To investigate lasing, we measure the cavity output as a function of excitation power. We plot the resulting spectra in Fig. 3a (for a different device than the one discussed above), along with Lorentzian fits. We use a longer integration time for the lower pump power spectra in order to obtain enough signal to overcome the detector noise. Figure 3b shows the measured intensity and linewidth, determined from the Lorentzian fit, as a function of the total incident power. For the intensity, we normalize the area under the different spectra by the integration time. The intensity plot exhibits a soft threshold around a pump power of 1 μW, which is characteristic of a laser with high β39. Using the calculated spot size of 0.38 μm in radius (see Methods), this pump power corresponds to an intensity of 220 W cm−2. The solid line is a fit to a rate-equation model (see Supplementary Note 2)39 given by
where Pin is the pump input power, γ is the cavity decay rate, ωp is the pump frequency, ξ is the cavity photon number at transparency, and ηin is the pumping efficiency, defined as the fraction of incident pump power absorbed by the laser. We define the cavity photon number as p = Pout/ħωγηout, where Pout is the measured output power, ω is the cavity resonance frequency, and ηout is the laser output collection efficiency. Figure 3b shows the best fit to the model in Eq. 2 as a solid line (see Supplementary Note 2). From the fit, we determine a spontaneous coupling efficiency of β = 0.81 ± 0.03, which is consistent with the lower bound determined from the lifetime measurements. The figure also shows, for comparison, theoretical curves for other values of β.
To show the threshold more clearly, we plot the difference between the output intensity and a linear fit to the data for input powers below threshold (Fig. 3c). A device with no threshold will have the same slope both above and below threshold, resulting in a horizontal line. In contrast, a device with a threshold will exhibit a rise in power above threshold. The measured data show a clear nonlinear behaviour with an upward inflection point at the threshold. We also plot theoretical curves for several values of β.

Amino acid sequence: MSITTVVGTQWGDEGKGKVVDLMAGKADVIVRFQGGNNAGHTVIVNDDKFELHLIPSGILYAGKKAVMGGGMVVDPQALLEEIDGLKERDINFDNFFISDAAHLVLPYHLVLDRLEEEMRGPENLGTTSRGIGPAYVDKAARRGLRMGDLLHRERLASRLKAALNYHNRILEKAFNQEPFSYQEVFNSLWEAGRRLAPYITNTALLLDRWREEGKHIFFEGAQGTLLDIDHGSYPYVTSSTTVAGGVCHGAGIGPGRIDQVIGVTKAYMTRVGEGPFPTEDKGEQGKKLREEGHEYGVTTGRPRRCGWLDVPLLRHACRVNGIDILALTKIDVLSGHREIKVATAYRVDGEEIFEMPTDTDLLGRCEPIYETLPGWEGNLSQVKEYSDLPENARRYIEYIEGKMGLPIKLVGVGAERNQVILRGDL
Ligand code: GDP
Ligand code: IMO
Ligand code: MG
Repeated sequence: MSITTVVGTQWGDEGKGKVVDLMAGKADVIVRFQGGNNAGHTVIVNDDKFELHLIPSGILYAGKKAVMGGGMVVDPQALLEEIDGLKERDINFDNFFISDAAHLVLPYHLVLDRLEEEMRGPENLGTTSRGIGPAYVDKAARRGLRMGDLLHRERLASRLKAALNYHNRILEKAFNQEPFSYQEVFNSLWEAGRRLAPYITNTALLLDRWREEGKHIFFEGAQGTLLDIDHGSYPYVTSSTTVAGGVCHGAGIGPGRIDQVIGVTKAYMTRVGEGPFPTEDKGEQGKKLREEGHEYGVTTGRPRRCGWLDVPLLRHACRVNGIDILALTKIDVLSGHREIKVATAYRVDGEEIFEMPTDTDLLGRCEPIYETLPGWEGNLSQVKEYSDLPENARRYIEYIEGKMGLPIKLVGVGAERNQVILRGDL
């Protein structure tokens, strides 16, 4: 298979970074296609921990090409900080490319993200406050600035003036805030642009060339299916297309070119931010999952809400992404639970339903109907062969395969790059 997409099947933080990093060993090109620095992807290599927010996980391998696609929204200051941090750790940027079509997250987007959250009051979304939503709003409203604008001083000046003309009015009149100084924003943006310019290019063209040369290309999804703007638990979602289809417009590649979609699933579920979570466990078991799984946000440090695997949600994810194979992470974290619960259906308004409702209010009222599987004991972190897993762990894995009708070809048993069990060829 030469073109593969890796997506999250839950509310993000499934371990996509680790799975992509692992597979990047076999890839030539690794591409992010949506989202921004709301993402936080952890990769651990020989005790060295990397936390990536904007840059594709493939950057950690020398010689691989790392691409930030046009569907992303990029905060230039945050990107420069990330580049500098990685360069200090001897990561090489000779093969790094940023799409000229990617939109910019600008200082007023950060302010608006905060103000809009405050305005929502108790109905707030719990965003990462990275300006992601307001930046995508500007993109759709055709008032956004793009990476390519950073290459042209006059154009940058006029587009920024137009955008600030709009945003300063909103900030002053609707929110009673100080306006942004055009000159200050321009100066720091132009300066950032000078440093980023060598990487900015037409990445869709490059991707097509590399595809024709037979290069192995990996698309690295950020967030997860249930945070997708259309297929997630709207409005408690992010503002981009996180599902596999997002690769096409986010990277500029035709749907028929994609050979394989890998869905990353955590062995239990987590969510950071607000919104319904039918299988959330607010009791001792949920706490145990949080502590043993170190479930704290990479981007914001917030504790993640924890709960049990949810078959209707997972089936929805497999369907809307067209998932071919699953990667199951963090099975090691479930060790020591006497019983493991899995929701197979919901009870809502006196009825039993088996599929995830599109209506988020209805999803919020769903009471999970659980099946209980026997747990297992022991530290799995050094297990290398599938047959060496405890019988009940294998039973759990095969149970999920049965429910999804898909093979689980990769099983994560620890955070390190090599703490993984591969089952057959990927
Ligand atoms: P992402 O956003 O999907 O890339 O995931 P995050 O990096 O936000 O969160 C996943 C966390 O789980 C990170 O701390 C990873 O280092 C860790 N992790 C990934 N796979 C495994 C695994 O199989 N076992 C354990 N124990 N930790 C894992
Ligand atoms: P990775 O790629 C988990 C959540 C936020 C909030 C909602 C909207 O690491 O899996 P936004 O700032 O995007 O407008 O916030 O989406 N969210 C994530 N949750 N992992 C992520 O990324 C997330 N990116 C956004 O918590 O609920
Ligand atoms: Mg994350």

The emission linewidth (Fig. 3b bottom) provides additional strong evidence of lasing. Below threshold, the linewidth decreases with increasing pump power owing to absorption saturation and reduced spontaneous-emission noise. At threshold (indicated by the vertical dashed line), we observe linewidth broadening due to gain-index coupling, indicating the dynamic phase transition into lasing40. Based on the linewidth slightly below this threshold pump power, we estimate the bare cavity quality factor to be 5600. Above threshold, the linewidth again decreases, owing to continued suppression of spontaneous emission noise. This characteristic linewidth behaviour provides a clear signature that our device reaches and exceeds the lasing threshold to attain laser oscillation.
We determine the lasing threshold power from the condition where there is on average one photon in the cavity (p = 1)39. Inserting this condition into Eq. 2 and using values from the numerical fit, we obtain a lasing threshold power of Pth = Pin| p = 1 = 0.97 ± 0.03 μW. This threshold power accounts for all of the pump light injected into the focusing lens. Many works also report the amount of pump light absorbed by the gain material at threshold. We determine a precise value for the absorbed power using the in-coupling efficiency of ηin = 21.6 ± 0.4% obtained from the numerical fit (see Supplementary Note 2). This efficiency is defined as the fraction of the pump laser that is absorbed by the gain material. Multiplying this value by the threshold pump power, we calculate a threshold absorbed power of 210 ± 10 nW. This exceptionally low power can be attributed to the high gain provided by the nanoplatelets owing to reduced Auger recombination rates compared to conventional colloidal nanocrystals19, the high optical absorption coefficients and the absence of inhomogeneous broadening of the nanoplatelets, and the small mode volume of the photonic-crystal cavity. Reducing the mode volume leads to an enhancement of the radiative recombination rate within the nanoplatelets; this, in turn, leads to a large fraction of spontaneous emission being coupled into the cavity. In addition, the spontaneous emission enhancement means that the nanoplatelets can support higher carrier densities before Auger recombination begins to compete with the gain41.